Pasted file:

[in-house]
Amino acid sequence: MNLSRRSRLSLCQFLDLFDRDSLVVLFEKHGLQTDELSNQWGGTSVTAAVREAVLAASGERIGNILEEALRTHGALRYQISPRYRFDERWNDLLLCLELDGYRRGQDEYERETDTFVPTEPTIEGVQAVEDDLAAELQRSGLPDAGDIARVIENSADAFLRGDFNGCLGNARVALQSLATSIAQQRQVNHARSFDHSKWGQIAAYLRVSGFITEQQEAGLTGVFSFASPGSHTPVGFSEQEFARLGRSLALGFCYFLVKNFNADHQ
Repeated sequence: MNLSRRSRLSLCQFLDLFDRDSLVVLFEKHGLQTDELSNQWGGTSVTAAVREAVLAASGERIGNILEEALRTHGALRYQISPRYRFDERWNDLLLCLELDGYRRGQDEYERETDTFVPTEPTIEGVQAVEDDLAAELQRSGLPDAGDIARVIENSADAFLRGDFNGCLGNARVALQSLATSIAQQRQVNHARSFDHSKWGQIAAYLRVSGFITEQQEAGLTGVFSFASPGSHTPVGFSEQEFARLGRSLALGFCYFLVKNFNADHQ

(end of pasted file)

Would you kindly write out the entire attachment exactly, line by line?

[in-house]
Amino acid sequence: MNLSRRSRLSLCQFLDLFDRDSLVVLFEKHGLQTDELSNQWGGTSVTAAVREAVLAASGERIGNILEEALRTHGALRYQISPRYRFDERWNDLLLCLELDGYRRGQDEYERETDTFVPTEPTIEGVQAVEDDLAAELQRSGLPDAGDIARVIENSADAFLRGDFNGCLGNARVALQSLATSIAQQRQVNHARSFDHSKWGQIAAYLRVSGFITEQQEAGLTGVFSFASPGSHTPVGFSEQEFARLGRSLALGFCYFLVKNFNADHQ
Repeated sequence: MNLSRRSRLSLCQFLDLFDRDSLVVLFEKHGLQTDELSNQWGGTSVTAAVREAVLAASGERIGNILEEALRTHGALRYQISPRYRFDERWNDLLLCLELDGYRRGQDEYERETDTFVPTEPTIEGVQAVEDDLAAELQRSGLPDAGDIARVIENSADAFLRGDFNGCLGNARVALQSLATSIAQQRQVNHARSFDHSKWGQIAAYLRVSGFITEQQEAGLTGVFSFASPGSHTPVGFSEQEFARLGRSLALGFCYFLVKNFNADHQ